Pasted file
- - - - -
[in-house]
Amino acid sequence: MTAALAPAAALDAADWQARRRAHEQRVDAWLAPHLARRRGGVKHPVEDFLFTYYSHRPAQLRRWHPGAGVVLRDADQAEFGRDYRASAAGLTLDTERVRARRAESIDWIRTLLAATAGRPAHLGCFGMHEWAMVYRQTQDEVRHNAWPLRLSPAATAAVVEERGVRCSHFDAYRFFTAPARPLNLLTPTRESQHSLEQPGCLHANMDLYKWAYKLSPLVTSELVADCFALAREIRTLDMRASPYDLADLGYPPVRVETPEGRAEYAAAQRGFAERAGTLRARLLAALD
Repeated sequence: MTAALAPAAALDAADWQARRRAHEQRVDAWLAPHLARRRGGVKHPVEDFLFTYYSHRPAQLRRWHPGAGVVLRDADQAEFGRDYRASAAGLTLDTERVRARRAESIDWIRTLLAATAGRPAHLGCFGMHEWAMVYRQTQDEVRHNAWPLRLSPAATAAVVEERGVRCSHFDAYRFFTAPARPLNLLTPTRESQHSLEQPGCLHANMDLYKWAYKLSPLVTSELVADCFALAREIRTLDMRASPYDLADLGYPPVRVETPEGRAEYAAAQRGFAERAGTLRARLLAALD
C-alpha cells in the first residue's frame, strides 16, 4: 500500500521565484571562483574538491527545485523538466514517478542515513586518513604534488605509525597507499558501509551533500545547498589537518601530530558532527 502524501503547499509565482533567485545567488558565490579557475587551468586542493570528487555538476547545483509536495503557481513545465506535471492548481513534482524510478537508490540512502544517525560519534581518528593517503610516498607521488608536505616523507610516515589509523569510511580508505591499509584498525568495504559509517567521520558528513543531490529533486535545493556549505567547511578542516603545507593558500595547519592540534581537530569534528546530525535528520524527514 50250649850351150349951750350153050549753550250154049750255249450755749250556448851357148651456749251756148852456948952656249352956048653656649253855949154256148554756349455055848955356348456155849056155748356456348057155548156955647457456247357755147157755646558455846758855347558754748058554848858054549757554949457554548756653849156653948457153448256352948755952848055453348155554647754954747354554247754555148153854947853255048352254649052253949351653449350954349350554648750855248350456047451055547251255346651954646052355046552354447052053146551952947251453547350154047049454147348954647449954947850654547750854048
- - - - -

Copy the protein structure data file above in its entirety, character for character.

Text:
[in-house]
Amino acid sequence: MTAALAPAAALDAADWQARRRAHEQRVDAWLAPHLARRRGGVKHPVEDFLFTYYSHRPAQLRRWHPGAGVVLRDADQAEFGRDYRASAAGLTLDTERVRARRAESIDWIRTLLAATAGRPAHLGCFGMHEWAMVYRQTQDEVRHNAWPLRLSPAATAAVVEERGVRCSHFDAYRFFTAPARPLNLLTPTRESQHSLEQPGCLHANMDLYKWAYKLSPLVTSELVADCFALAREIRTLDMRASPYDLADLGYPPVRVETPEGRAEYAAAQRGFAERAGTLRARLLAALD
Repeated sequence: MTAALAPAAALDAADWQARRRAHEQRVDAWLAPHLARRRGGVKHPVEDFLFTYYSHRPAQLRRWHPGAGVVLRDADQAEFGRDYRASAAGLTLDTERVRARRAESIDWIRTLLAATAGRPAHLGCFGMHEWAMVYRQTQDEVRHNAWPLRLSPAATAAVVEERGVRCSHFDAYRFFTAPARPLNLLTPTRESQHSLEQPGCLHANMDLYKWAYKLSPLVTSELVADCFALAREIRTLDMRASPYDLADLGYPPVRVETPEGRAEYAAAQRGFAERAGTLRARLLAALD
C-alpha cells in the first residue's frame, strides 16, 4: 500500500521565484571562483574538491527545485523538466514517478542515513586518513604534488605509525597507499558501509551533500545547498589537518601530530558532527 502524501503547499509565482533567485545567488558565490579557475587551468586542493570528487555538476547545483509536495503557481513545465506535471492548481513534482524510478537508490540512502544517525560519534581518528593517503610516498607521488608536505616523507610516515589509523569510511580508505591499509584498525568495504559509517567521520558528513543531490529533486535545493556549505567547511578542516603545507593558500595547519592540534581537530569534528546530525535528520524527514 50250649850351150349951750350153050549753550250154049750255249450755749250556448851357148651456749251756148852456948952656249352956048653656649253855949154256148554756349455055848955356348456155849056155748356456348057155548156955647457456247357755147157755646558455846758855347558754748058554848858054549757554949457554548756653849156653948457153448256352948755952848055453348155554647754954747354554247754555148153854947853255048352254649052253949351653449350954349350554648750855248350456047451055547251255346651954646052355046552354447052053146551952947251453547350154047049454147348954647449954947850654547750854048